One other thing about mindset. It is critically important to try and learn more each and every day. Top business people often spend 5 hours a week learning. It’s called The 5 Hour Rule. Your continuing education will help you with all of the above.
Build a Website For a Small Business Checklist
I wrote about the importance of having website checklists for new projects, daily or weekly activities or even the step-by-step instructions for frequent activities. They save time and help ensure the job is done right.
For more in-depth learning for website owners and managers, I recommend these 16 books for your consideration.
We will certainly talk more about these keys and more in upcoming articles, but I’d like to share something I wrote a while ago. 7 tips I think will help you have a better website. There is some overlap, which I think is OK.
I’d be interested in your questions and feedback once you have read it. Please share it too!
7 Tips to Achieving Website Success
Website Success comes primarily from one thing:
Assuming you attract the right audiences (more below) people will buy from you if they like the offer; if it salves their pain and if it is affordable – if they perceive an ROI.
Strong copy is important, but it will not beat a weak offer. Great design or user experience can help, but if won’t beat an inferior offer.
Most people fail at marketing due to presenting offers that don’t appeal to the target audiences.
I’m not saying you won’t make sales. You might.
But the ROI of your efforts, from building organic traffic to setting up ads on Facebook, Google, YouTube, LinkedIn, banners or even to your email list will never be acceptable and may end up costing you with the wrong ad.
Crafting a good offer requires research on your audience, competitors and marketplace. Find the solutions they seek – their ‘pain points.’ Learn how they describe their problem and solution and include it in your ad copy.
2: Understanding Your Audience is Critical
Everything, including your offer, is based on your target audiences. They tell you what they want (which is often more important than what you think they need – even if you are correct).
They will tell you where they hang out so that you can follow, understand and engage them.
You will learn where to advertise to them and create more compelling ads.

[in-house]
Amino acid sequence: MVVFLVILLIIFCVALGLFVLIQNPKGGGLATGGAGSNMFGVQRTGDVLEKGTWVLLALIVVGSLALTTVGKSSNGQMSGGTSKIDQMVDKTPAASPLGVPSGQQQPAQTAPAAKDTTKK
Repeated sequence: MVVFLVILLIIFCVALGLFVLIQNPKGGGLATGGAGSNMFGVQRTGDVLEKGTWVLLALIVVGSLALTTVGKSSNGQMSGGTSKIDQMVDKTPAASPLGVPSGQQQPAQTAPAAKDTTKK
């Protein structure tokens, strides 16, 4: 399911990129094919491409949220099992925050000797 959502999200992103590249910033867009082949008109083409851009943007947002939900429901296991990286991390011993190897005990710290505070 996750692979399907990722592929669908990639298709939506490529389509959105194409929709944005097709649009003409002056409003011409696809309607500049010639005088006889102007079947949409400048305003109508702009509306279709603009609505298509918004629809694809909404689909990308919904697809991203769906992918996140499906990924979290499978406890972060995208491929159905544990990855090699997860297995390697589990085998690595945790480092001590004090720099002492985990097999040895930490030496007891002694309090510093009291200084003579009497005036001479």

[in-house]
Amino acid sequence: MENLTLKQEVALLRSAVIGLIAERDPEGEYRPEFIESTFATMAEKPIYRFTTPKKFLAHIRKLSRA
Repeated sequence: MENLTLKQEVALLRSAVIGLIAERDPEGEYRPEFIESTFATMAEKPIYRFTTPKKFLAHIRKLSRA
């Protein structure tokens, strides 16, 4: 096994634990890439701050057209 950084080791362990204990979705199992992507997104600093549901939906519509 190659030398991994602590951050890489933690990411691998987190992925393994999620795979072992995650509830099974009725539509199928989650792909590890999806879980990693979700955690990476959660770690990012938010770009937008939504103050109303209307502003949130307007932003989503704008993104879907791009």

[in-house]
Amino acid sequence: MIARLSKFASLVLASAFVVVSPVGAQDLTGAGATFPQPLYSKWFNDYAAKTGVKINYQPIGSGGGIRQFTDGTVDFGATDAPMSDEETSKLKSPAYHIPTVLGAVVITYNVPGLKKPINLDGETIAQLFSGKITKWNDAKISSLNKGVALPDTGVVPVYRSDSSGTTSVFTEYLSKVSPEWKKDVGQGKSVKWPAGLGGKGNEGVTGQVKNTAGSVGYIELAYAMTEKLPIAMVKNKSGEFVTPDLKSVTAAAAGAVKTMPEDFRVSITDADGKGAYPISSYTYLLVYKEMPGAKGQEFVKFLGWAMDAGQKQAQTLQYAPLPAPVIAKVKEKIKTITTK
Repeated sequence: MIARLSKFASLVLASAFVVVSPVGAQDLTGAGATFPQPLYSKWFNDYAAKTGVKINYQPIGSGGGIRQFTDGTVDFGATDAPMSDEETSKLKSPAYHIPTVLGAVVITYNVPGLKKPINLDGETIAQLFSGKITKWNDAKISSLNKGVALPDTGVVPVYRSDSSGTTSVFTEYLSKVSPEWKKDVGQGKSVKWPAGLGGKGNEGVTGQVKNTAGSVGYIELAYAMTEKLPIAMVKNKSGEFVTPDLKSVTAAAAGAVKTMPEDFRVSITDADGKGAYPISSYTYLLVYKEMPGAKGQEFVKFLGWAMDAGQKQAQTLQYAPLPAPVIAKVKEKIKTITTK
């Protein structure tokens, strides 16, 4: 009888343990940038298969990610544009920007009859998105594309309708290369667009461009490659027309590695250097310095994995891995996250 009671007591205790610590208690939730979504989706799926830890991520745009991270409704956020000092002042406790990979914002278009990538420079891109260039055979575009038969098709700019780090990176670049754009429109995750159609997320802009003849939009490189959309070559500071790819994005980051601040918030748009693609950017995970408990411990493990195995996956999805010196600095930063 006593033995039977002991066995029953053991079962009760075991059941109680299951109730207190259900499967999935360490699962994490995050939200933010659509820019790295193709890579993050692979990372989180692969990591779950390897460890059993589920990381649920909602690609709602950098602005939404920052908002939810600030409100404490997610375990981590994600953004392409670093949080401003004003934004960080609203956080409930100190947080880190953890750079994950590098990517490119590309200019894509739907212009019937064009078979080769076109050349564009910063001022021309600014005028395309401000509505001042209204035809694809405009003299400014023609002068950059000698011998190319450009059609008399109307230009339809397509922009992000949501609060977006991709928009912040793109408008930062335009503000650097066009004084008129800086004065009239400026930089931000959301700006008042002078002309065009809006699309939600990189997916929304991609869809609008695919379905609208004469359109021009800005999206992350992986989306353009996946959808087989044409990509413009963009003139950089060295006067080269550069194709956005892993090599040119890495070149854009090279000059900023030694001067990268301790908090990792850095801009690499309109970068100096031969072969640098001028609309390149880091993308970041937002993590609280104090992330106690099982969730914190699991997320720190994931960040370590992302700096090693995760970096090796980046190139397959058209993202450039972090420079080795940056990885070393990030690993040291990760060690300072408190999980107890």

Too many marketers and business owners have not defined their target audiences. These audiences, sometimes referred to as ‘client avatars,’ need to be documented. Market and competitive research should be a critical ongoing activity.
Even if you get your targeting right, you’re still missing your mark by a factor of 10. Only about 10% of your audience will buy. It’s important to find the 10% of your warm audience – the people who are aware of your brand or solutions.
When I worked for an NBC radio station in Chicago, we found that to improve our ratings and increase our advertising rates, it was easier to get the 20% of our cumulative audience who listened most to listen more, than to work on any of the other 4 segments of 20% of our audience. This is known as Quintile Analysis.
You might think that the 20% of our audience who listened more than the 3 least loyal quintiles and just less than the best segment would be prime for improvement.
If we could get them to listen more, it came at the expense of our most loyal listeners.
This is where you start thinking of selling low-hanging fruit. What is easiest to sell to your primary base? Then build a business website that fully supports that goal.
We address the 80/20 rule below, we are applying it to where to focus your efforts. But it is may be a great idea of defining your target audiences by focusing on the top 20% (a quintile) than on the entire audience.
3: What are you selling exactly?
Some say, “People are buying ‘out’ of something, not ‘into’ something.”
Buyers do more to avoid pain than to gain pleasure.
Resonate with them by finding common ground and show them the solution.